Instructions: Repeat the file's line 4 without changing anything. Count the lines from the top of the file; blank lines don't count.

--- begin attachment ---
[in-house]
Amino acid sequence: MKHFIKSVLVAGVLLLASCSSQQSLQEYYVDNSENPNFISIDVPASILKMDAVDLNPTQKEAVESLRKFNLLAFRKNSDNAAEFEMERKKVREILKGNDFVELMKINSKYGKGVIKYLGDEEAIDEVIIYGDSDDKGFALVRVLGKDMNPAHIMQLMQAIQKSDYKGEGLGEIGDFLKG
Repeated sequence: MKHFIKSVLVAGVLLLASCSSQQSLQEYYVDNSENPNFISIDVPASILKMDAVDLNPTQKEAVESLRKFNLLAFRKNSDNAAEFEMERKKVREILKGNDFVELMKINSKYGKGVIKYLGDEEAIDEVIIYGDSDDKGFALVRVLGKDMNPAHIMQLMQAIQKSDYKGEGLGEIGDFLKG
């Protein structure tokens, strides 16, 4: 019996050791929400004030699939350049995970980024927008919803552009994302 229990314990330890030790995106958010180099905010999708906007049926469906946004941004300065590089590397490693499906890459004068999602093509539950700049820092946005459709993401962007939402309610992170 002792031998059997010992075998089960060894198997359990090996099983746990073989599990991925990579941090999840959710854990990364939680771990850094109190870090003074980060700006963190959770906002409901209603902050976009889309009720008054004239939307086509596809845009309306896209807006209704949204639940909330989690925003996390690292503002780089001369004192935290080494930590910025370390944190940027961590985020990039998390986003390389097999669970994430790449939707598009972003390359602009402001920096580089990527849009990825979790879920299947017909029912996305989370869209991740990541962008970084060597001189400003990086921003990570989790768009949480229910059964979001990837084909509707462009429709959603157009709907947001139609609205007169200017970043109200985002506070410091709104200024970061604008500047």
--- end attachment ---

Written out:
């Protein structure tokens, strides 16, 4: 019996050791929400004030699939350049995970980024927008919803552009994302 229990314990330890030790995106958010180099905010999708906007049926469906946004941004300065590089590397490693499906890459004068999602093509539950700049820092946005459709993401962007939402309610992170 002792031998059997010992075998089960060894198997359990090996099983746990073989599990991925990579941090999840959710854990990364939680771990850094109190870090003074980060700006963190959770906002409901209603902050976009889309009720008054004239939307086509596809845009309306896209807006209704949204639940909330989690925003996390690292503002780089001369004192935290080494930590910025370390944190940027961590985020990039998390986003390389097999669970994430790449939707598009972003390359602009402001920096580089990527849009990825979790879920299947017909029912996305989370869209991740990541962008970084060597001189400003990086921003990570989790768009949480229910059964979001990837084909509707462009429709959603157009709907947001139609609205007169200017970043109200985002506070410091709104200024970061604008500047």